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Workers compensation is a kind of insurance that you might not even know you have. That is because your employer pays for it, but it doesn’t show up on your paycheck. Workers compensation is a no-fault system in Georgia. That means it doesn’t matter who is to blame for your injury. It is meant to compensate workers who get hurt one job. The decisions that you make about your worker’s compensation injury are critical. Before you sign anything from the insurance company, you need to make sure that you are being fairly compensated. After all, you only have one body for the rest of your life.

What Does a Workers Compensation Lawyer do?

Our primary job is to make sure our clients get all of the benefits that they are entitled to. The benefits you are entitled to under Georgia’s workers compensation system are:

  • A weekly check
  • 100 percent coverage for all of the medical care related to your injury with no co-pay and no deductible.
  • money for permanent impairment

Although this may sound very simple, there are complicated rules about how you are supposed to chose a doctor, when you are supposed to notify your employer of the injury, how long you are entitled to receive a check, etc. These rules can be found in the Georgia Workers Compensation Act and in administrative rules published by the Georgia State Board of Workers Compensation. The rules are so complicated that many lawyers do not understand them unless they have significant workers’ compensation experience.

There are many arbitrary deadlines and requirements in Workers Compensation that can harm your case. The Insurance Companies is aware of these rules and will use them against you. Often times, by the times you realize what happened, the value of your case may be irreparably harmed. As experienced workers compensation lawyers, our job is to make sure that you don’t fall into any of the common traps that insurance companies will use to deny you medical treatment of cut of your weekly check. And ultimately, our job is to make sure you get the largest possible settlement you can from the insurance company.

What exactly is Workers Compensation and how does it work?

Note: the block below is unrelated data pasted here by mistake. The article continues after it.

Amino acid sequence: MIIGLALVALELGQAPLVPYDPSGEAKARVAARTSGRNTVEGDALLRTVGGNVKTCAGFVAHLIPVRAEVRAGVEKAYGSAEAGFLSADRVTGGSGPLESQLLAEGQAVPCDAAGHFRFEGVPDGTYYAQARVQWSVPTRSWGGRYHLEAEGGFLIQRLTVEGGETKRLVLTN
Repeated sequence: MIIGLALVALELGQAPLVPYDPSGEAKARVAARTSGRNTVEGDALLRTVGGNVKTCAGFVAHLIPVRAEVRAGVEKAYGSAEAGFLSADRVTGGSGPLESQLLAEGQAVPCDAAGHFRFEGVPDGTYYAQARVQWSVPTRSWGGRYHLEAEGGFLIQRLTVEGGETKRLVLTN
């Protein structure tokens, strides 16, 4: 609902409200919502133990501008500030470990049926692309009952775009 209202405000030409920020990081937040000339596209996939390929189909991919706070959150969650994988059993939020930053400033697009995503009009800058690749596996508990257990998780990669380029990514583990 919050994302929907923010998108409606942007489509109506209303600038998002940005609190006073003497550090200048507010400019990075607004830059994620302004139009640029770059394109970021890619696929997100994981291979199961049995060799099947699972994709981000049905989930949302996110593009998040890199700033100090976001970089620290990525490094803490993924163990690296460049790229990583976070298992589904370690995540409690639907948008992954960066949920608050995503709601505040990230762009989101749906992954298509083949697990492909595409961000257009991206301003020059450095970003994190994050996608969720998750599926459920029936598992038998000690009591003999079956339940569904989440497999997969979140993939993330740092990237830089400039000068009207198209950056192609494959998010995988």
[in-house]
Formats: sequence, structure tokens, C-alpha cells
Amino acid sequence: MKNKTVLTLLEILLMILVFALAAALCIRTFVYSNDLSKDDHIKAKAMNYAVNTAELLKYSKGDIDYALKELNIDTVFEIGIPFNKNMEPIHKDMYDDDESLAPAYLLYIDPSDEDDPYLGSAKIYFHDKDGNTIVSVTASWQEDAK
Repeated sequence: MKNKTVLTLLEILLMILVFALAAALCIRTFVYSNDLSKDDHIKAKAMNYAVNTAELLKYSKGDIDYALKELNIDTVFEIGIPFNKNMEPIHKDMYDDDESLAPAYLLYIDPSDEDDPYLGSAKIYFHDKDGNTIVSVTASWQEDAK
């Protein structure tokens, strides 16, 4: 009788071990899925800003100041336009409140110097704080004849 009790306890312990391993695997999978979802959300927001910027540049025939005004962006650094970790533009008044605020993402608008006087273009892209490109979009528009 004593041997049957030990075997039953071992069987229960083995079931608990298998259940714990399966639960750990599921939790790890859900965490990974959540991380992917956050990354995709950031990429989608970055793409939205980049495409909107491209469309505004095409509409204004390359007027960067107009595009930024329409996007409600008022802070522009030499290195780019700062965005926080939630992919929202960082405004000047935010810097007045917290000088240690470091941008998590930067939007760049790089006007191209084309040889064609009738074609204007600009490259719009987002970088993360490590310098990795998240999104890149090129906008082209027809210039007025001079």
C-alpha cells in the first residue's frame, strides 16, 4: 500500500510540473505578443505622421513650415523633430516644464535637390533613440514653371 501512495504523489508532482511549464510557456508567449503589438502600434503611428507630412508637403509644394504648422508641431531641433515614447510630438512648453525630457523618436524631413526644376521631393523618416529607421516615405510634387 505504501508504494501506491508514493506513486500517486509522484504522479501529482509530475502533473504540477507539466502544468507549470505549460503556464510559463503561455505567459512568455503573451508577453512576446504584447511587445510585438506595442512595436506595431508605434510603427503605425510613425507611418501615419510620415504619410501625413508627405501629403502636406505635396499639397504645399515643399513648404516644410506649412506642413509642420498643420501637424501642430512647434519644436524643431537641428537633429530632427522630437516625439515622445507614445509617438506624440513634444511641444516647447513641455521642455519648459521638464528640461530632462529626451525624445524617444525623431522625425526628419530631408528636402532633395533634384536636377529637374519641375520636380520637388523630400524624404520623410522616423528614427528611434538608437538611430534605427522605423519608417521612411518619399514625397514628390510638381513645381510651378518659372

Workers compensation is a type of insurance that employers are required to carry by the state of Georgia. You are limited to the types of compensation spelled out in Georgia law. Workers compensation gives you the right to get a weekly check and medical treatment related to your injury. This insurance covers you even if the accident was your fault.

Workers Compensation is an adversarial system. That means that the insurance adjuster is not looking out for your best interest. They want to stop paying you benefits as soon as possible. In Workers Compensation Claims, it is very common for even valid claims to be denied. The insurance company is always looking for a way to deny your claim and this is always their goal. When you are denied benefits, you can ask for a hearing before a workers’ compensation judge at the Georgia State Board of Workers Compensation. A hearing is scheduled when an employee files a Board form WC-14 with the State Board. In this form, you name the specific benefits that you are requesting the Insurer to pay for. For example, you can request the approval of a surgery that has been denied, payment of weekly checks that you are owed, payment for unpaid medical bills, etc.

Evidence will be collected and you will be entitled to a day in Court. The Judge can order the Insurer to pay for medical treatment, to pay you a weekly check (including back-due), or even to pay late penalties and attorneys fees. But, unlike in an auto accident or other type of personal injury claim, you are not entitled to recover money for for pain and suffering. Also, the Judge can not order the insurer to settle your case (cases can only settle with the voluntary agreement of both parties).

What Is My Workers Compensation Case Worth?

Every case is unique. In order to evaluate the value of your case, we look at the potential worst case scenario for the insurance company. We also evaluate the potential legal defenses and how likely we are to win those issues. If you try to negotiate a settlement by yourself, the insurance company will offer you peanuts compared to if you had a good lawyer that knows what your case is really worth. Robert Bourne has 30 years of experience negotiating workers compensation cases. Give us a a call today!

In virtually all cases, the workers compensation insurance company will want to negotiate a settlement with you. In exchange for a lump sum payment, the insurance company will want you to give up your right to a weekly check and other workers comp benefits. Workers compensation cases are different than other types of personal injury cases. There is no trial in a workers compensation case. The only way you get a lump sum payment is if both you and the insurance company can agree to settle. The value of your case depends on how much your benefits will cost the insurance company. If you have a high salary or expect to have large medical costs, then the insurance company will pay more money to make you go away. Simply put, if the insurance company has to pay a lot of money in benefits, then they will be willing to settle for more money. If you have a good idea of how expensive your workers comp benefits are, then you will have a good idea of the settlement value of your case.

What are your rights under Workers Compensation Law?

The Georgia State Board of Workers’ Compensation has issued a “Bill of Rights” for injured workers. The Bill of rights is a Summary of your rights and responsibilities under Georgia workers compensation. According to the state of Georgia, they are:

The Georgia State Board of Workers’ Compensation has issued a “Bill of Rights” for injured workers. The Bill of rights is a Summary of your rights and responsibilities under Georgia workers compensation. According to the state of Georgia, they are:

1. If you are injured on the job, you may receive medical, rehabilitation and income benefits. These benefits are provided to help you return to work. Your dependents may also receive benefits if you die as a result of a job-related injury.